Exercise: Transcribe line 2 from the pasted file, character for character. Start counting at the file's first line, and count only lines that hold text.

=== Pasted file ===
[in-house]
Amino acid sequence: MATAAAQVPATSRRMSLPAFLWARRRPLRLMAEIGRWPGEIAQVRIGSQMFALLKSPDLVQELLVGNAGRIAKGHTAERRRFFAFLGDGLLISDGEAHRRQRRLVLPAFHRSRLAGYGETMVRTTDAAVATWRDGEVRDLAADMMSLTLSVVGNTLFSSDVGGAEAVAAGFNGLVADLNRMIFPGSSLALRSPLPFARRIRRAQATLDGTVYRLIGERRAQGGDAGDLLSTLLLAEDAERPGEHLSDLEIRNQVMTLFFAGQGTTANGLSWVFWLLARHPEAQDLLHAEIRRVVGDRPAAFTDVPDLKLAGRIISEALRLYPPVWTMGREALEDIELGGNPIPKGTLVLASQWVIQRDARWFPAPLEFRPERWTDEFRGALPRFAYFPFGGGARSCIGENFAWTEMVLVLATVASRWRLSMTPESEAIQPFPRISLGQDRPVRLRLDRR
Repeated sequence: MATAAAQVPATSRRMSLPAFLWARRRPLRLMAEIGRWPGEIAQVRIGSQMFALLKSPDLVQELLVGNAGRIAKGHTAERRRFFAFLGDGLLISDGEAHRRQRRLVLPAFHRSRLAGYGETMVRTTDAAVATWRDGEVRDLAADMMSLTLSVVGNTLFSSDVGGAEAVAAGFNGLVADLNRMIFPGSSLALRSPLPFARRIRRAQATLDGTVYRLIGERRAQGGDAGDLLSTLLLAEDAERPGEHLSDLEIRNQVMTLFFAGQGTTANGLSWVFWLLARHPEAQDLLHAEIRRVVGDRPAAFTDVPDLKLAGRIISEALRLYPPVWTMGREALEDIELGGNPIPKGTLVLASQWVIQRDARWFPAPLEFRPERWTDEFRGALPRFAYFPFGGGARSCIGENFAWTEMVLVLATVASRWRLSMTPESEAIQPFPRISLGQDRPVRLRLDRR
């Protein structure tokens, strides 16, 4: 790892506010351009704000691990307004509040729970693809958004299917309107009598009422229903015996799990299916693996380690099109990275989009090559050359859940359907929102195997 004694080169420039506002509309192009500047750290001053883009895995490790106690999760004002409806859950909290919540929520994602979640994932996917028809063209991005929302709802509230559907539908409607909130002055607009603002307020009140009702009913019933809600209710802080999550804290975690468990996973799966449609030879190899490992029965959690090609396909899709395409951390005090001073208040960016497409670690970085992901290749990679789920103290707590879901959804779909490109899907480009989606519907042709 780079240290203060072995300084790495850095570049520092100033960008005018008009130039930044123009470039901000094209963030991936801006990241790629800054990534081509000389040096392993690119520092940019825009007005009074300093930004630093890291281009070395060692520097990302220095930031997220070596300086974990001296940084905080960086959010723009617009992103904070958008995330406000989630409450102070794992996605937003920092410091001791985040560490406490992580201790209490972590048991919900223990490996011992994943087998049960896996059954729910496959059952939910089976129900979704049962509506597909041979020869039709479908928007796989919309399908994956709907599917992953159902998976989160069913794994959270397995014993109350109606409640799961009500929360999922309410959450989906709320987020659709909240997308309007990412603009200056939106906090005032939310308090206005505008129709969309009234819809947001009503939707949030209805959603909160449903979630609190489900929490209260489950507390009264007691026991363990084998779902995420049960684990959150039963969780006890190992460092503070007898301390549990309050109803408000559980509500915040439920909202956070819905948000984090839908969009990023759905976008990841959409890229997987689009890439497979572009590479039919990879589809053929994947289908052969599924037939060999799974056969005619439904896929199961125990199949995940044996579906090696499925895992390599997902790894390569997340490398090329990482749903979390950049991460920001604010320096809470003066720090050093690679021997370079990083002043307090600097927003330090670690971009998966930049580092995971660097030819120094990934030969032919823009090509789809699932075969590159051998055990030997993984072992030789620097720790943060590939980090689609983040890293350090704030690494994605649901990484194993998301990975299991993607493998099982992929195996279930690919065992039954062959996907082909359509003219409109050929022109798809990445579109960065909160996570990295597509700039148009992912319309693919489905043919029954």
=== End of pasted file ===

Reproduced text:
Amino acid sequence: MATAAAQVPATSRRMSLPAFLWARRRPLRLMAEIGRWPGEIAQVRIGSQMFALLKSPDLVQELLVGNAGRIAKGHTAERRRFFAFLGDGLLISDGEAHRRQRRLVLPAFHRSRLAGYGETMVRTTDAAVATWRDGEVRDLAADMMSLTLSVVGNTLFSSDVGGAEAVAAGFNGLVADLNRMIFPGSSLALRSPLPFARRIRRAQATLDGTVYRLIGERRAQGGDAGDLLSTLLLAEDAERPGEHLSDLEIRNQVMTLFFAGQGTTANGLSWVFWLLARHPEAQDLLHAEIRRVVGDRPAAFTDVPDLKLAGRIISEALRLYPPVWTMGREALEDIELGGNPIPKGTLVLASQWVIQRDARWFPAPLEFRPERWTDEFRGALPRFAYFPFGGGARSCIGENFAWTEMVLVLATVASRWRLSMTPESEAIQPFPRISLGQDRPVRLRLDRR